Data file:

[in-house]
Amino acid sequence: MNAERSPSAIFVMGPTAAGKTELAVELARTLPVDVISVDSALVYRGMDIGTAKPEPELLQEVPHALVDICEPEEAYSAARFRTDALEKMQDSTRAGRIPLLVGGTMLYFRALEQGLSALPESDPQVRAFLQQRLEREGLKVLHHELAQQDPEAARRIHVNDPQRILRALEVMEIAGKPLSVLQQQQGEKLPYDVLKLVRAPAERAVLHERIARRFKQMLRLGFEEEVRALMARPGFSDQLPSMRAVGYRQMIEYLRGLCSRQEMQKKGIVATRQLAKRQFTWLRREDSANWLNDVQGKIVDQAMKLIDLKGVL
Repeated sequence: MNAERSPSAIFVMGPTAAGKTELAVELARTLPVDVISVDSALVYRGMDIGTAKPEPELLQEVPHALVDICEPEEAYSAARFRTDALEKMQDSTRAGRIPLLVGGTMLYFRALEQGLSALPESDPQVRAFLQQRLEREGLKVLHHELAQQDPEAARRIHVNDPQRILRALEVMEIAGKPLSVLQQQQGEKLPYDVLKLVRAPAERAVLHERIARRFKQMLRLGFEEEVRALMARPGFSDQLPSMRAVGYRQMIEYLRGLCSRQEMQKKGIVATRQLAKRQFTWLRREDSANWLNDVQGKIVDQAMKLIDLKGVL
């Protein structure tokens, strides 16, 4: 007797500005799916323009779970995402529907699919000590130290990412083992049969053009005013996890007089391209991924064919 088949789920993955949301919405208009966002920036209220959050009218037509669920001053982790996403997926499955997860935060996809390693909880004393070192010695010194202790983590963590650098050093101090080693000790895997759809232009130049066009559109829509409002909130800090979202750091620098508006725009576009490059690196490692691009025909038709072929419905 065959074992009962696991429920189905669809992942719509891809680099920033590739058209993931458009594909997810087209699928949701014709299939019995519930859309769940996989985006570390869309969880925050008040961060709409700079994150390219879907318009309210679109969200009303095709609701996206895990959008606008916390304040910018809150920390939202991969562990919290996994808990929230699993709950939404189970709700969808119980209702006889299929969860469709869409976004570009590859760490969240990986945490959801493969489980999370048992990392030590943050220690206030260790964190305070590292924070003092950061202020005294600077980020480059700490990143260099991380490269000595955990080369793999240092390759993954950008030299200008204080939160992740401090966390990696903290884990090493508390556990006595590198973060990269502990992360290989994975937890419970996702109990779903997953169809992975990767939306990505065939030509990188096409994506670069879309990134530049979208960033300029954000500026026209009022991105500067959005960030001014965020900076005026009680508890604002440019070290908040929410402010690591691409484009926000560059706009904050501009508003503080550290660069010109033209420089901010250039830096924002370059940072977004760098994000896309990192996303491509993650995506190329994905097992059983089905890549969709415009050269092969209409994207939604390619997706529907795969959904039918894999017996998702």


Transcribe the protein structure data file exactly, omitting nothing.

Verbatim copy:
[in-house]
Amino acid sequence: MNAERSPSAIFVMGPTAAGKTELAVELARTLPVDVISVDSALVYRGMDIGTAKPEPELLQEVPHALVDICEPEEAYSAARFRTDALEKMQDSTRAGRIPLLVGGTMLYFRALEQGLSALPESDPQVRAFLQQRLEREGLKVLHHELAQQDPEAARRIHVNDPQRILRALEVMEIAGKPLSVLQQQQGEKLPYDVLKLVRAPAERAVLHERIARRFKQMLRLGFEEEVRALMARPGFSDQLPSMRAVGYRQMIEYLRGLCSRQEMQKKGIVATRQLAKRQFTWLRREDSANWLNDVQGKIVDQAMKLIDLKGVL
Repeated sequence: MNAERSPSAIFVMGPTAAGKTELAVELARTLPVDVISVDSALVYRGMDIGTAKPEPELLQEVPHALVDICEPEEAYSAARFRTDALEKMQDSTRAGRIPLLVGGTMLYFRALEQGLSALPESDPQVRAFLQQRLEREGLKVLHHELAQQDPEAARRIHVNDPQRILRALEVMEIAGKPLSVLQQQQGEKLPYDVLKLVRAPAERAVLHERIARRFKQMLRLGFEEEVRALMARPGFSDQLPSMRAVGYRQMIEYLRGLCSRQEMQKKGIVATRQLAKRQFTWLRREDSANWLNDVQGKIVDQAMKLIDLKGVL
């Protein structure tokens, strides 16, 4: 007797500005799916323009779970995402529907699919000590130290990412083992049969053009005013996890007089391209991924064919 088949789920993955949301919405208009966002920036209220959050009218037509669920001053982790996403997926499955997860935060996809390693909880004393070192010695010194202790983590963590650098050093101090080693000790895997759809232009130049066009559109829509409002909130800090979202750091620098508006725009576009490059690196490692691009025909038709072929419905 065959074992009962696991429920189905669809992942719509891809680099920033590739058209993931458009594909997810087209699928949701014709299939019995519930859309769940996989985006570390869309969880925050008040961060709409700079994150390219879907318009309210679109969200009303095709609701996206895990959008606008916390304040910018809150920390939202991969562990919290996994808990929230699993709950939404189970709700969808119980209702006889299929969860469709869409976004570009590859760490969240990986945490959801493969489980999370048992990392030590943050220690206030260790964190305070590292924070003092950061202020005294600077980020480059700490990143260099991380490269000595955990080369793999240092390759993954950008030299200008204080939160992740401090966390990696903290884990090493508390556990006595590198973060990269502990992360290989994975937890419970996702109990779903997953169809992975990767939306990505065939030509990188096409994506670069879309990134530049979208960033300029954000500026026209009022991105500067959005960030001014965020900076005026009680508890604002440019070290908040929410402010690591691409484009926000560059706009904050501009508003503080550290660069010109033209420089901010250039830096924002370059940072977004760098994000896309990192996303491509993650995506190329994905097992059983089905890549969709415009050269092969209409994207939604390619997706529907795969959904039918894999017996998702």